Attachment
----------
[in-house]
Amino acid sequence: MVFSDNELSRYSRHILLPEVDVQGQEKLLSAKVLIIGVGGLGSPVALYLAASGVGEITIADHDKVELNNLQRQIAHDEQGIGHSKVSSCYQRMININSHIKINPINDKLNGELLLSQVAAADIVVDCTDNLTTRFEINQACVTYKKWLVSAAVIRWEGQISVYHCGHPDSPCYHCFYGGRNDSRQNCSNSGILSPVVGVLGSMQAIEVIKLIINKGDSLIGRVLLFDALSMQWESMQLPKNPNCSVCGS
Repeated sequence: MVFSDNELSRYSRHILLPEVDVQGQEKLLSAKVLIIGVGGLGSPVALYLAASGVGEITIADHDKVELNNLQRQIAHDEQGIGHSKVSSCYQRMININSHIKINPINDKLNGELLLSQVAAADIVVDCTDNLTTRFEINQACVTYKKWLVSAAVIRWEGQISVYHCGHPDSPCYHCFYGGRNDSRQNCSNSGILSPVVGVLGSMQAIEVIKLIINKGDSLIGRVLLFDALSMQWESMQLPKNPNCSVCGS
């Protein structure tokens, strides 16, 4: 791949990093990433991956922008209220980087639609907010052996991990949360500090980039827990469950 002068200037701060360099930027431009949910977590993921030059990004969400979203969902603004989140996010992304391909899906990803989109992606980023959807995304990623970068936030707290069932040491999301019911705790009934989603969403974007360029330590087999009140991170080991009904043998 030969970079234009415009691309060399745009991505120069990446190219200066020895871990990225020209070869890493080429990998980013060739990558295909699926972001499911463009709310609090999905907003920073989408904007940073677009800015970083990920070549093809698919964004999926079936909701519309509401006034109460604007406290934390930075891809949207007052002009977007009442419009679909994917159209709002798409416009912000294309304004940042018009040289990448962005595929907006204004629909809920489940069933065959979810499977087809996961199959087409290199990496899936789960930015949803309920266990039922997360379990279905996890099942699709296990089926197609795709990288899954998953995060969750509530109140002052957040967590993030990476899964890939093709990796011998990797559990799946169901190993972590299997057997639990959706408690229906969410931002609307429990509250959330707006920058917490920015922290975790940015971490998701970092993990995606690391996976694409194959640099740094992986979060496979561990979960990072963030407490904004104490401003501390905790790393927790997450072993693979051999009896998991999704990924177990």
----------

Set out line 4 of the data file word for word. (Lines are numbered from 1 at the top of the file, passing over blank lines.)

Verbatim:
């Protein structure tokens, strides 16, 4: 791949990093990433991956922008209220980087639609907010052996991990949360500090980039827990469950 002068200037701060360099930027431009949910977590993921030059990004969400979203969902603004989140996010992304391909899906990803989109992606980023959807995304990623970068936030707290069932040491999301019911705790009934989603969403974007360029330590087999009140991170080991009904043998 030969970079234009415009691309060399745009991505120069990446190219200066020895871990990225020209070869890493080429990998980013060739990558295909699926972001499911463009709310609090999905907003920073989408904007940073677009800015970083990920070549093809698919964004999926079936909701519309509401006034109460604007406290934390930075891809949207007052002009977007009442419009679909994917159209709002798409416009912000294309304004940042018009040289990448962005595929907006204004629909809920489940069933065959979810499977087809996961199959087409290199990496899936789960930015949803309920266990039922997360379990279905996890099942699709296990089926197609795709990288899954998953995060969750509530109140002052957040967590993030990476899964890939093709990796011998990797559990799946169901190993972590299997057997639990959706408690229906969410931002609307429990509250959330707006920058917490920015922290975790940015971490998701970092993990995606690391996976694409194959640099740094992986979060496979561990979960990072963030407490904004104490401003501390905790790393927790997450072993693979051999009896998991999704990924177990």